Girls Gone Dead

| July 19, 2012

There’s a fine line between satirizing the exploitation of something like Girls Gone Wild and becoming that which is supposedly being satirized. In other words, when your film has nearly as many scenes of topless debauchery and lipstick lesbianism as an actual Girls Gone Wild video, it may be time to reconsider your approach. This process does not seem to have occurred to the filmmakers behind Girls Gone Dead, a direct-to-disc slasher that delivers tons of T&A and very little else. In fact, the best thing that can be said for Girls Gone Dead is that it’s not another zombie movie, although the title sort of hints that it might be.

Rebecca (Katie Peterson) has just returned home from her freshman year at college and is prepping for a weekend reunion with her best friends from high school. Her mother Rosemarie (Julie Kendall) is worried that Rebecca will fall into sin and debauchery and attempts to set Rebecca up with her grade-school boyfriend Todd (Vincent Chimato). Despite Todd’s tempting offer of tickets to Joseph and the Amazing Technicolor Dreamcoat (starring Willy Aames), Rebecca takes off for her friend’s beach house for the weekend. A beach house that just happens to be a short drive away from where the latest “Crazy Girls Unlimited” video is being shot with special guest Beetlejuice (playing himself).

Unfortunately for the girls, the stretch of beach on which the house is located is not exactly party central. They go to a nearly-deserted bar and luckily run into some guys driving through town on their way to the “Crazy Girls Unlimited” shoot, and they plan a house party for the next day. Early in the day, a killer strikes the “Crazy Girls Unlimited” party before moving on to the beach house. Can Sheriff Jackson Cole (Jerry “The King” Lawler) stop the killer in time, or are Rebecca and her friends all going to end up on the wrong end of a very large, very sharp instrument of death? Anyone who’s ever seen a horror film will be able to guess the answer to that question, and probably also figure out who the killer is well in advance of any of the characters in the film.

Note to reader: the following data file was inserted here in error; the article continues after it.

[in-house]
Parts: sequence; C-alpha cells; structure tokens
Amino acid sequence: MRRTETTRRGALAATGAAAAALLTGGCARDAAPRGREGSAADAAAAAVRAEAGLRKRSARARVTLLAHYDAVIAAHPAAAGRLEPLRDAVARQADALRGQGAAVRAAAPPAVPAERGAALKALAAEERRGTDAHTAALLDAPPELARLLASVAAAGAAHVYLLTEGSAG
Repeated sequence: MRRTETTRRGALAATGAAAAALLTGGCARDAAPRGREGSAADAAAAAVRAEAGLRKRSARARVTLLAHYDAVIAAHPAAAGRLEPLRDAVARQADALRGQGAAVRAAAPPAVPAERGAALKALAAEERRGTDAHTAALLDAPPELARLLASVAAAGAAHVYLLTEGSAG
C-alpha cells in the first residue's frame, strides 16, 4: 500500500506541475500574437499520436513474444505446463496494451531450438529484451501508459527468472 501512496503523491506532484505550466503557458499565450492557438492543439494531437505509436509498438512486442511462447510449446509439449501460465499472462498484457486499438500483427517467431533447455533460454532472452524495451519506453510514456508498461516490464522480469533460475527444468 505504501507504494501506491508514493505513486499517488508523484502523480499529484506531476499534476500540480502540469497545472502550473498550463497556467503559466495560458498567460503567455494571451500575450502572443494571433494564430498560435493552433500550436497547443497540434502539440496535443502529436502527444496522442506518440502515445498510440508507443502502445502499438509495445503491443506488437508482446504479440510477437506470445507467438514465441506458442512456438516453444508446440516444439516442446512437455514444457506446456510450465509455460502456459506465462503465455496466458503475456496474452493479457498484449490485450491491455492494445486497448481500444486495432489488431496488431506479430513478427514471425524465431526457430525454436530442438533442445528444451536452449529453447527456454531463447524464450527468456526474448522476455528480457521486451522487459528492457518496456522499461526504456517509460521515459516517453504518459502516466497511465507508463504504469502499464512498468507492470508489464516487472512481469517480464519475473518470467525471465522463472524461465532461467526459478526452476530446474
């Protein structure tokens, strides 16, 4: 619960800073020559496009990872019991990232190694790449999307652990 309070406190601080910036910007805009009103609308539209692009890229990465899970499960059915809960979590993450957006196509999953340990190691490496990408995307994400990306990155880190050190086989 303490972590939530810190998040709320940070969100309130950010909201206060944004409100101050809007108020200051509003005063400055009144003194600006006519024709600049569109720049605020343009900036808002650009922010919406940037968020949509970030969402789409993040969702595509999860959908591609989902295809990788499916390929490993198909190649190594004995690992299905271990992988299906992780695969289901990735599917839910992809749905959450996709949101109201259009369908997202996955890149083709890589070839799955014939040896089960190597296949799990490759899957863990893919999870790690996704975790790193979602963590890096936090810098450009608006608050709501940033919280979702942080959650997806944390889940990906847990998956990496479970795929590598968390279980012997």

The bad luck keeps coming, though, as it takes Girls Gone Dead a full 106 minutes to stagger across the finish line; in low-budget horror film terms, this might as well be Magnolia. The film takes what seems like a full twenty minutes establishing the fact that Rebecca’s mom is a crazy Christian prude, and the action– regardless of what it might be at any given time– grinds to a halt every 8-10 minutes to show another presumably hilarious “Crazy Girls Unlimited” commercial. Girls Gone Dead doesn’t skimp on the nudity, and by the time the killing actually starts there are some decently gruesome practical makeup effects, but it’s far too little and way too late. There are hints that the film was perhaps originally envisioned as a satire of “Girls Gone Wild,” but the grating misogyny of the “Crazy Girls Unlimited” bits and the huge chunk of run time they take up indicates a more mercenary intent. Cut down by about 30 minutes, there may be a decent by-the-numbers slasher hiding in Girls Gone Dead, but as it is, it’s just a mean-spirited slog.

Girls Gone Dead was released by Entertainment One on DVD 17 July 2012. Special features include 6 behind-the-scenes featurettes, five music videos, 3 “Crazy Girls Unlimited” commercials, deleted and extended scenes, blooper reel, interviews with Jerry “The King” Lawler and Nicko McBrain, and a commentary track with the director and crew.

About the Author:

Jason Coffman is a film writer living in Chicago. He is author of "The Unrepentant Cinephile," and a regular contributor to Daily Grindhouse and Film Monthly as well as a member of the Chicago Independent Film Critics Circle. He is co-director of the Chicago Cinema Society and proud owner of 35mm prints of Andy Milligan's "Guru, the Mad Monk." Follow his long-form film writing on Medium:

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